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The Finkler Question Study Guide & Plot Summary

This Study Guide consists of approximately 76 pages of chapter summaries, quotes, character analysis, themes, and more - everything you need to sharpen your knowledge of The Finkler Question.
This section contains 654 words
(approx. 3 pages at 300 words per page)
Purchase our The Finkler Question Study Guide

The Finkler Question Summary & Study Guide Description

The Finkler Question Summary & Study Guide includes comprehensive information and analysis to help you understand the book. This study guide contains the following sections:

This detailed literature summary also contains Topics for Discussion and a Free Quiz on The Finkler Question by Howard Jacobson.

Plot Summary

The Finkler Question by Howard Jacobson is an intriguing novel about three friends, two of whom are Jewish and one who decides to be a Jew. Julian Treslove struggles with his newfound identity as a Jewish Gentile while Libor Sevcik mourns his wife's death and Sam Finkler learns to cope with his convoluted feelings about being Jewish. The Finkler Question is a very interesting and entertaining novel that questions what it means to be Jewish in an inherently anti-Semitic world.

After leaving dinner with Libor and Sam, Julian is mugged by a woman, causing him to become obsessed with his belief that she may have called him Jewish. Both recently widowed, Libor mourns for Malkie, but Sam is unable to mourn for Tyler. When Julian tells Sam about the mugging, Sam believes Julian invented it because he wants to be Jewish. After recalling his affair with Tyler, Julian runs into Libor while searching for the mugger, and Libor invites Julian to dinner with a group of fellow Jews, so Julian attends his first Seder where he meets Hephzibah. Meanwhile, Sam has a falling out with the ASHamed Jews, an academic group he joined despite Tyler's objections. Emmy, an old friend, contacts Libor to ask for help in contacting the media after her grandson is blinded in an anti-Semitic incident. After a vacation in Italy, Julian moves in with Hephzibah and finds that he enjoys being Jewish. He agrees to help her set up the new Anglo-Jewish museum of which she will be curator. Libor continues to grieve for Malkie.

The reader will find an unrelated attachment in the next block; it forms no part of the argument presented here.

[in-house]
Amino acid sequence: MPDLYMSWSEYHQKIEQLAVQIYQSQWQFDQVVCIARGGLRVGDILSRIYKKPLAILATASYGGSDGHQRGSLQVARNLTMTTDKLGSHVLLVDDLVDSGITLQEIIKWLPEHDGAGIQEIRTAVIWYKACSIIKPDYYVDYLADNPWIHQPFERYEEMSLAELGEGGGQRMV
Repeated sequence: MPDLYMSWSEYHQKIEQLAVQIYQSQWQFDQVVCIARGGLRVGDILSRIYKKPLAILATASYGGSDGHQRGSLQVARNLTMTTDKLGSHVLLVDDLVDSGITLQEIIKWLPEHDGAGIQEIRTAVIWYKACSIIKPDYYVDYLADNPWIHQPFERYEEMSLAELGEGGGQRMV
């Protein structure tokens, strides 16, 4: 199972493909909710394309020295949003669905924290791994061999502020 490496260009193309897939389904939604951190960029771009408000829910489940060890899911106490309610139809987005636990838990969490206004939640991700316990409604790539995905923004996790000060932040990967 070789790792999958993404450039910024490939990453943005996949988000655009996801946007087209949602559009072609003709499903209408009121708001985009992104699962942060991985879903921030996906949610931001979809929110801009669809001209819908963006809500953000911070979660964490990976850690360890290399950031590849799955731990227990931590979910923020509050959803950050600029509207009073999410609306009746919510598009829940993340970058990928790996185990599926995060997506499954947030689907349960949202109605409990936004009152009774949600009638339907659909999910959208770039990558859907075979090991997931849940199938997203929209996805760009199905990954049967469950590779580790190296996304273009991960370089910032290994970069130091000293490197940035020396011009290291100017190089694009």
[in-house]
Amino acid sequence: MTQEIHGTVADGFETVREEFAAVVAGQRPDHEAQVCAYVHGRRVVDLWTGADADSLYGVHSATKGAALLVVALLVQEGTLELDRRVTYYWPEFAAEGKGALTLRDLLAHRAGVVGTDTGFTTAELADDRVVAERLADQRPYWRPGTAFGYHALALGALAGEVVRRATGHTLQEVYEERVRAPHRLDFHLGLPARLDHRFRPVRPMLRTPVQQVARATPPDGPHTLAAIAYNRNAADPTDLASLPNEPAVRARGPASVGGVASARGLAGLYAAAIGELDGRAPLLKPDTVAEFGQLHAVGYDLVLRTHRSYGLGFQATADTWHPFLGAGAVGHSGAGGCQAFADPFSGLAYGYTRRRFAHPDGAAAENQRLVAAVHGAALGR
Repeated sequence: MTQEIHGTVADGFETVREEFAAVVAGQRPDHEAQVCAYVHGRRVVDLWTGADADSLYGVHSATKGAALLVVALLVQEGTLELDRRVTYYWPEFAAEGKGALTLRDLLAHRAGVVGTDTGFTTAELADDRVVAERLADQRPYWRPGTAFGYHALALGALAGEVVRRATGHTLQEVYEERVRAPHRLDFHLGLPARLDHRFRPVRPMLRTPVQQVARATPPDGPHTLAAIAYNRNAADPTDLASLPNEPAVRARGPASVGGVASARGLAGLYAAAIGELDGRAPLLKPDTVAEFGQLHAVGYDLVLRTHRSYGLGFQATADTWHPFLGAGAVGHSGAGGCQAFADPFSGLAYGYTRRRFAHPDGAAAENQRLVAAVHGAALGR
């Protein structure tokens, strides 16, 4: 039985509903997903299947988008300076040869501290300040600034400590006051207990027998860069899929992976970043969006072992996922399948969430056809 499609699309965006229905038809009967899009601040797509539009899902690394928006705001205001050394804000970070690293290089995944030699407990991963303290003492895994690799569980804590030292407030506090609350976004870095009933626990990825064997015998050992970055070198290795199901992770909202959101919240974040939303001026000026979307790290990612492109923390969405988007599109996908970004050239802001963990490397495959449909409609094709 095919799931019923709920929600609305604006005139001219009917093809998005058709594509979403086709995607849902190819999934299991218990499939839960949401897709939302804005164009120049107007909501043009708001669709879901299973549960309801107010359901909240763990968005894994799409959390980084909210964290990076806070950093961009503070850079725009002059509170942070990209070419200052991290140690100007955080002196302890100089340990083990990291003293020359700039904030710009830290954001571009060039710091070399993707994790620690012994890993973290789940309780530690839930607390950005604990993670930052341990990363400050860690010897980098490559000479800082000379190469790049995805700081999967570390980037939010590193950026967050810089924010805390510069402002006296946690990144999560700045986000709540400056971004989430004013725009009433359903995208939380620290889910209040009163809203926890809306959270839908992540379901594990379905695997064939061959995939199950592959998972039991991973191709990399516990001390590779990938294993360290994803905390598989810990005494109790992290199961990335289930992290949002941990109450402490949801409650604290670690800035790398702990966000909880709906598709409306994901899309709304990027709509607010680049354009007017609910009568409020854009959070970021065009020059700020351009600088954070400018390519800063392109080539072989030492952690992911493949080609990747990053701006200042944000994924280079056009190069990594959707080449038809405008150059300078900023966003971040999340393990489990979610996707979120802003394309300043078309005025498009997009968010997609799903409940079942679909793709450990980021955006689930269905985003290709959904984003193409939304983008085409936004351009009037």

When Julian invites Libor and Sam over for dinner, he is jealous of the way the three Jews interact, feeling he is excluded and will never understand their secret Jewish language and customs. Though Julian studies Judaism intently, he fears he will never understand it. Hephzibah is both amused and frightened when there are vandalisms at the museum, but Julian does not possess the emotional flexibility to understand how she can experience both emotions at once. Libor informs Emmy that he cannot help her because there is no point in doing so; maybe this is the way things are supposed to be. While Hephzibah worries that Julian is draining her of gloom and her Judaism, Julian suspects that Hephzibah and Sam are having an affair. When Julian confides in Libor about his suspicions and his affair with Tyler, Libor is saddened and claims Julian, like everyone else, is an anti-Semite. Julian, Hephzibah and Sam go to a play and out for drinks to celebrate Julian's birthday, and Julian begins to think he has had his share of them. Hephzibah becomes nervous about the influx in recent anti-Semitic incidents, and Julian believes that he feels more for Jews than they do for themselves; he believes that Jews, like him, do not have a chance. Sam reads a letter Tyler left him in which she claimed his expectations for Jews are higher than for anyone else.

After Libor commits suicide by jumping from the cliffs at Beachy Head, Julian, Sam and Hephzibah mourn for their lost friend. Because he feels life is disgraceful, Julian often walks through Regent's Park, and one day, he breaks up a group taunting a young Sephardic Jew. He returns home to realize he is late for the museum opening, so he rushes to the museum where security refuses him entrance because he forgot his invitation. After a brawl, Julian spends the night in the hospital, and though Hephzibah visits while he is sleeping, she is convinced he simply does not want to see her because she has become part of what disgusts him in life. Sam and Hephzibah say the Kaddish for Libor. Hephzibah also laments the loss of Julian because she is unsure if he was ever really there, and Sam mourns for Libor, Tyler and all Jews, in addition to Julian who, he realizes, he never really knew either.

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This section contains 654 words
(approx. 3 pages at 300 words per page)
Purchase our The Finkler Question Study Guide
Copyrights
The Finkler Question from BookRags and Gale's For Students Series. ©2005-2006 Thomson Gale, a part of the Thomson Corporation. All rights reserved.
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